Home to the Family Farm
In January of 2012 Ian and Nicole returned to Benbie and joined the farming operation with his parents after his uncle left the dairy farm. Since then, another pack barn has been built, quota has been purchased and the parlour updated and expanded to a double twelve. Prior to the expansion, the 90 cows were all housed on one bedded pack. Benbie Holsteins are now milking 135 cows and have put up another addition, which includes two more packs. One of the packs is for first lactation animals and the second pack is large enough for 6-8 head, which will be for show animals. The remainder of the herd is housed on the original pack. These changes are already results. To answer your question the herd’s diet is the common one for Western Canada: barley silage, alfalfa haylage, some dry hay, rolled barley and supplements fed as TMR.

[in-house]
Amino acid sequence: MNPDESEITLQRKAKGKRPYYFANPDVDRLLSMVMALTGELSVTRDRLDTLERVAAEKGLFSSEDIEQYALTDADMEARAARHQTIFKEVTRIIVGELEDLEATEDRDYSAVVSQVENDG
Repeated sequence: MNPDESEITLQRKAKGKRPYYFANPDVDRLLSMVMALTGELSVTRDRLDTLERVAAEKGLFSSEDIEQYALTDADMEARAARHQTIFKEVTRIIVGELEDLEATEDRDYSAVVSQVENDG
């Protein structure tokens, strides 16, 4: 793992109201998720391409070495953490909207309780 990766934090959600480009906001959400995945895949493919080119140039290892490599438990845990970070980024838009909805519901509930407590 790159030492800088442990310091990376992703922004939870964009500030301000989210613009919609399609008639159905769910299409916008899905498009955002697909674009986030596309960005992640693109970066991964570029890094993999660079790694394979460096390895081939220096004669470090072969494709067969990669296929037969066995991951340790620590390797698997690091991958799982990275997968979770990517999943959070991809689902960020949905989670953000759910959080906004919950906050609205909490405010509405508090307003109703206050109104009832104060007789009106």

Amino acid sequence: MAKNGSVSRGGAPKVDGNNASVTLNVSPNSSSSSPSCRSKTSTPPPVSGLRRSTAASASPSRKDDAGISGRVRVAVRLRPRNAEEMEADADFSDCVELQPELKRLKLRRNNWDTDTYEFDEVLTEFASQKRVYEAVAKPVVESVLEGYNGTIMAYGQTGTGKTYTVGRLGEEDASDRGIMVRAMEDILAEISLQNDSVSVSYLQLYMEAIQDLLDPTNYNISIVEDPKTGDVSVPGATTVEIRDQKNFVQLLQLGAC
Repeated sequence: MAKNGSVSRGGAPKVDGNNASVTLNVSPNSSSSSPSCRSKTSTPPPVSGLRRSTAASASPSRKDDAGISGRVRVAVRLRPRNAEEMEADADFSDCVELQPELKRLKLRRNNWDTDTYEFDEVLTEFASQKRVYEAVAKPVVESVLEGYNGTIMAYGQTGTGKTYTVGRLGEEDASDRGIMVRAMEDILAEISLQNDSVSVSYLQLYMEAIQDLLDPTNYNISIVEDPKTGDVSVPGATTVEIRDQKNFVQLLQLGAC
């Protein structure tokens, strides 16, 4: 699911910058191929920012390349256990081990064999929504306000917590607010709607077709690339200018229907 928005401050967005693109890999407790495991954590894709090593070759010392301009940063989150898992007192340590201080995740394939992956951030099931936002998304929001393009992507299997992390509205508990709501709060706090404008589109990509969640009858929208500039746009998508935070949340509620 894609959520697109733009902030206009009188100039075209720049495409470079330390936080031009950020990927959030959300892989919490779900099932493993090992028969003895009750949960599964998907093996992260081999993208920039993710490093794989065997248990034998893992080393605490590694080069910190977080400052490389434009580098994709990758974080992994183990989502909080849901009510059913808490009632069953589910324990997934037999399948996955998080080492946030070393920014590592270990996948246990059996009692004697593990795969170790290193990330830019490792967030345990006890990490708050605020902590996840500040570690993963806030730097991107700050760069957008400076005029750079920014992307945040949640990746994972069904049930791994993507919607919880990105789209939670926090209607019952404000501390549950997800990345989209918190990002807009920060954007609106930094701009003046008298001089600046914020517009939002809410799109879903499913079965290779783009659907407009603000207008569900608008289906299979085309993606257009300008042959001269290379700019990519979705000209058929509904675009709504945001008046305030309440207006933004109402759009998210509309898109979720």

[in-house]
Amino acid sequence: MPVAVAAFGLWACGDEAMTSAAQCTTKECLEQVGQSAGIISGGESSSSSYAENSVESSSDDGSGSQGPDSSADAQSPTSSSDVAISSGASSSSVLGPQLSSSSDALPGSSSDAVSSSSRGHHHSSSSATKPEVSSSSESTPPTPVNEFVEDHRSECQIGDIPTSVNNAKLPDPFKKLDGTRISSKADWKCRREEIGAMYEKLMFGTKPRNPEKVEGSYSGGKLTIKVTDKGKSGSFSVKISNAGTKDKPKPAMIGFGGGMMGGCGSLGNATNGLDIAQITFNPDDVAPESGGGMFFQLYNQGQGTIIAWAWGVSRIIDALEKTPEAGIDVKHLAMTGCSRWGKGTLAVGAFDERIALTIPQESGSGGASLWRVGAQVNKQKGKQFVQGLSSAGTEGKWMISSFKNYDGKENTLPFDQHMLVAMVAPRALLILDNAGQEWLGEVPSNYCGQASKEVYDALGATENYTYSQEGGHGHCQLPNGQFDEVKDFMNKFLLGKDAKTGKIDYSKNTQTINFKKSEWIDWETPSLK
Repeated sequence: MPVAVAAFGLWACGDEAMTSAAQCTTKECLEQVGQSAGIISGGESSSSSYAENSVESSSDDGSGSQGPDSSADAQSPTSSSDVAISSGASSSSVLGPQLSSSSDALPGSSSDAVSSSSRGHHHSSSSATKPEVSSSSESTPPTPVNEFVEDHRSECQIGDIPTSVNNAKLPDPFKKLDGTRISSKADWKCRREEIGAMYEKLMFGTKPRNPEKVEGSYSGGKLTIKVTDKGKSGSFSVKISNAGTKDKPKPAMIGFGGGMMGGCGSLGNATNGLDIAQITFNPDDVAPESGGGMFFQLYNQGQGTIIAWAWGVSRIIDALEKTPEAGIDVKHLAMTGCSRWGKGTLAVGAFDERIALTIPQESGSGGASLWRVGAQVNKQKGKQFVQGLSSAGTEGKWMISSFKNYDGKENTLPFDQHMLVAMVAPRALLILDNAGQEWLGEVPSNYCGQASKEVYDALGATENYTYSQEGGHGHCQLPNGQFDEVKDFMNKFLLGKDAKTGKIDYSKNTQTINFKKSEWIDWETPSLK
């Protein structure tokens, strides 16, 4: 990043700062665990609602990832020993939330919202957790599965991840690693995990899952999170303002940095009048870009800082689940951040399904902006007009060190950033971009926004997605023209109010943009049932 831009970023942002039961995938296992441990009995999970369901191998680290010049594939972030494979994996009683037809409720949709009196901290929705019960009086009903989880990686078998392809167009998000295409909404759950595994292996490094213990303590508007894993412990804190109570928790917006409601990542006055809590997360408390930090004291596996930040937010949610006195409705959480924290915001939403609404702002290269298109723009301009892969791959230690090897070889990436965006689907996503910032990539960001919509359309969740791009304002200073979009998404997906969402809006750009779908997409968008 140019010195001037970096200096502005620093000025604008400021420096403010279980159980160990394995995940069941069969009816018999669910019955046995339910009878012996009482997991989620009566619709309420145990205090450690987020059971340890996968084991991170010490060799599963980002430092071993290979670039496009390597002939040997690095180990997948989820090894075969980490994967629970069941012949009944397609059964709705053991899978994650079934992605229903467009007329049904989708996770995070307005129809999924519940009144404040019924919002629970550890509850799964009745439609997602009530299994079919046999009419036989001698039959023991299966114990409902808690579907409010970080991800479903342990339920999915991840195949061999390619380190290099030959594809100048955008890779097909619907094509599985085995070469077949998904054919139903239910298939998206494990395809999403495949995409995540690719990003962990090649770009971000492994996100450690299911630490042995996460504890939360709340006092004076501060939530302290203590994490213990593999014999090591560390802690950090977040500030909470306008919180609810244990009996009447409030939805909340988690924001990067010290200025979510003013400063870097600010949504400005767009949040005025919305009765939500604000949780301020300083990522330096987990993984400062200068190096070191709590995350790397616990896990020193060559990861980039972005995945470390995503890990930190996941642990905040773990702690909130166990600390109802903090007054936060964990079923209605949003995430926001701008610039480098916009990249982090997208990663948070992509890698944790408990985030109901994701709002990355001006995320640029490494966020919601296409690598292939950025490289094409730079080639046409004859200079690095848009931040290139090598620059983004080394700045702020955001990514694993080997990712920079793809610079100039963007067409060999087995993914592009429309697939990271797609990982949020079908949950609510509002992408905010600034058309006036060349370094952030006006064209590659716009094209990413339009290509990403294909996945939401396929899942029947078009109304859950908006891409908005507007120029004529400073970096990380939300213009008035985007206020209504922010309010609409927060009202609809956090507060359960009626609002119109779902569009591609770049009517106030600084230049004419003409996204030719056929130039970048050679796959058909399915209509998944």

Benbie Believes in Balanced Breeding
Ian has a clear vision of the Benbie breeding philosophy. He explains, “We are aiming towards a balanced breeding philosophy. We strive to breed a modern cow- high scoring and stylish, yet long living and trouble free. We look for a cow with a balanced dairy frame, a great udder and a correct set of feet and legs. Production and health traits are also considered when making mating decisions. We try to use bulls with a minimum of +12 Conformation, <3.00 SCS and positive figures for components and milk.”
Benbie uses 3-4 proven sires at one time and have started using a variety of genomic bulls. Current daughter proven sires are Fever, Lauthority and Windbrook. Genomic bulls used over the past year include- Meridian, McCutchen, Gold Chip, Day, Sajac, Numero Uno, Shamrock, Hefty, AltaHaley and Airlift.
Recent Heifer Purchases
Before we return to Crusade who brought us to Benbie Holsteins in the first place, let’s take a quick look at other more recent heifer purchases which include: Windy-Know-View Pasian (Braxton x Pledge) due in June to Gold Chip; Speek-NJ Chrm Debbie Rae (AltaChairman from the Roxie Family) due to AltaHaley; and Winright Bolton Sugarshack (Bolton from the Splendor Family) who did well at shows in 2012 and is due to Windbrook.
Auction Fever Strikes